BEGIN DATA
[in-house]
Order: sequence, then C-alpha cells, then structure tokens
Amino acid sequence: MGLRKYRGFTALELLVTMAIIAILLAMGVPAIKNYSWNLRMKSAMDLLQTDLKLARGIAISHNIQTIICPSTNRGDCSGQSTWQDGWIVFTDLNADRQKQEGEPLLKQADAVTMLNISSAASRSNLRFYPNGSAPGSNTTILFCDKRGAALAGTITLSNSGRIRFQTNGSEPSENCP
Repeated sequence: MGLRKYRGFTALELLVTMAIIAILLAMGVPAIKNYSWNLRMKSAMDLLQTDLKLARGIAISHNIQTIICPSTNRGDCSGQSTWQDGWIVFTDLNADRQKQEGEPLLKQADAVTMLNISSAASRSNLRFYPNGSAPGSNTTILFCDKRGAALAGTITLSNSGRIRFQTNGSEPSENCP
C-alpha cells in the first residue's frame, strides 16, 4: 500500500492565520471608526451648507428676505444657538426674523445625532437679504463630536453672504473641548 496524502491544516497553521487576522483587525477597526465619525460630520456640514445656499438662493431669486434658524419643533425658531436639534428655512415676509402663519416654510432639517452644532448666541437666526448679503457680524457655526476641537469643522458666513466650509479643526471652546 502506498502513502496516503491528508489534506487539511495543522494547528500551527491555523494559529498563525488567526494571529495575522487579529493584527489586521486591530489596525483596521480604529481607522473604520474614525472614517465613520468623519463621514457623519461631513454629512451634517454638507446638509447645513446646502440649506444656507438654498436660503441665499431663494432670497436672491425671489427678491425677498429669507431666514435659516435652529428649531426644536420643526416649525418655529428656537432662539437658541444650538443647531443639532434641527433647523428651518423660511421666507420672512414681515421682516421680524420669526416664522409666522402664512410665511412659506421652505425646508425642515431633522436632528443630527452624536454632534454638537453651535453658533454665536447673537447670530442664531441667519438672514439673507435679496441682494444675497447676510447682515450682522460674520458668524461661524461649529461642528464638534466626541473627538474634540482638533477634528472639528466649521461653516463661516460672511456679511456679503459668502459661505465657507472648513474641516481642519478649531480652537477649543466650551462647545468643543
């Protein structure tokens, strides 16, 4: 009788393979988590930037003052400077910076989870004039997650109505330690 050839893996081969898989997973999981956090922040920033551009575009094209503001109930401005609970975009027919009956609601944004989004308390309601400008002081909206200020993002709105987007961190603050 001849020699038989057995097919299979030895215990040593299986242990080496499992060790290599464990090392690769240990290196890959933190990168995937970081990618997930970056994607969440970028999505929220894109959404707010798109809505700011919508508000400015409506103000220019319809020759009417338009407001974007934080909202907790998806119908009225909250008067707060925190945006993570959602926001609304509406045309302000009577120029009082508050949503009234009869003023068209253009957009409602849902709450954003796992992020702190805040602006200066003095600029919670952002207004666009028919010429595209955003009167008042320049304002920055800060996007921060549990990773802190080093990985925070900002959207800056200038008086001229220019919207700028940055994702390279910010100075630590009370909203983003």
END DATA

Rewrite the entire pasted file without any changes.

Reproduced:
[in-house]
Order: sequence, then C-alpha cells, then structure tokens
Amino acid sequence: MGLRKYRGFTALELLVTMAIIAILLAMGVPAIKNYSWNLRMKSAMDLLQTDLKLARGIAISHNIQTIICPSTNRGDCSGQSTWQDGWIVFTDLNADRQKQEGEPLLKQADAVTMLNISSAASRSNLRFYPNGSAPGSNTTILFCDKRGAALAGTITLSNSGRIRFQTNGSEPSENCP
Repeated sequence: MGLRKYRGFTALELLVTMAIIAILLAMGVPAIKNYSWNLRMKSAMDLLQTDLKLARGIAISHNIQTIICPSTNRGDCSGQSTWQDGWIVFTDLNADRQKQEGEPLLKQADAVTMLNISSAASRSNLRFYPNGSAPGSNTTILFCDKRGAALAGTITLSNSGRIRFQTNGSEPSENCP
C-alpha cells in the first residue's frame, strides 16, 4: 500500500492565520471608526451648507428676505444657538426674523445625532437679504463630536453672504473641548 496524502491544516497553521487576522483587525477597526465619525460630520456640514445656499438662493431669486434658524419643533425658531436639534428655512415676509402663519416654510432639517452644532448666541437666526448679503457680524457655526476641537469643522458666513466650509479643526471652546 502506498502513502496516503491528508489534506487539511495543522494547528500551527491555523494559529498563525488567526494571529495575522487579529493584527489586521486591530489596525483596521480604529481607522473604520474614525472614517465613520468623519463621514457623519461631513454629512451634517454638507446638509447645513446646502440649506444656507438654498436660503441665499431663494432670497436672491425671489427678491425677498429669507431666514435659516435652529428649531426644536420643526416649525418655529428656537432662539437658541444650538443647531443639532434641527433647523428651518423660511421666507420672512414681515421682516421680524420669526416664522409666522402664512410665511412659506421652505425646508425642515431633522436632528443630527452624536454632534454638537453651535453658533454665536447673537447670530442664531441667519438672514439673507435679496441682494444675497447676510447682515450682522460674520458668524461661524461649529461642528464638534466626541473627538474634540482638533477634528472639528466649521461653516463661516460672511456679511456679503459668502459661505465657507472648513474641516481642519478649531480652537477649543466650551462647545468643543
């Protein structure tokens, strides 16, 4: 009788393979988590930037003052400077910076989870004039997650109505330690 050839893996081969898989997973999981956090922040920033551009575009094209503001109930401005609970975009027919009956609601944004989004308390309601400008002081909206200020993002709105987007961190603050 001849020699038989057995097919299979030895215990040593299986242990080496499992060790290599464990090392690769240990290196890959933190990168995937970081990618997930970056994607969440970028999505929220894109959404707010798109809505700011919508508000400015409506103000220019319809020759009417338009407001974007934080909202907790998806119908009225909250008067707060925190945006993570959602926001609304509406045309302000009577120029009082508050949503009234009869003023068209253009957009409602849902709450954003796992992020702190805040602006200066003095600029919670952002207004666009028919010429595209955003009167008042320049304002920055800060996007921060549990990773802190080093990985925070900002959207800056200038008086001229220019919207700028940055994702390279910010100075630590009370909203983003």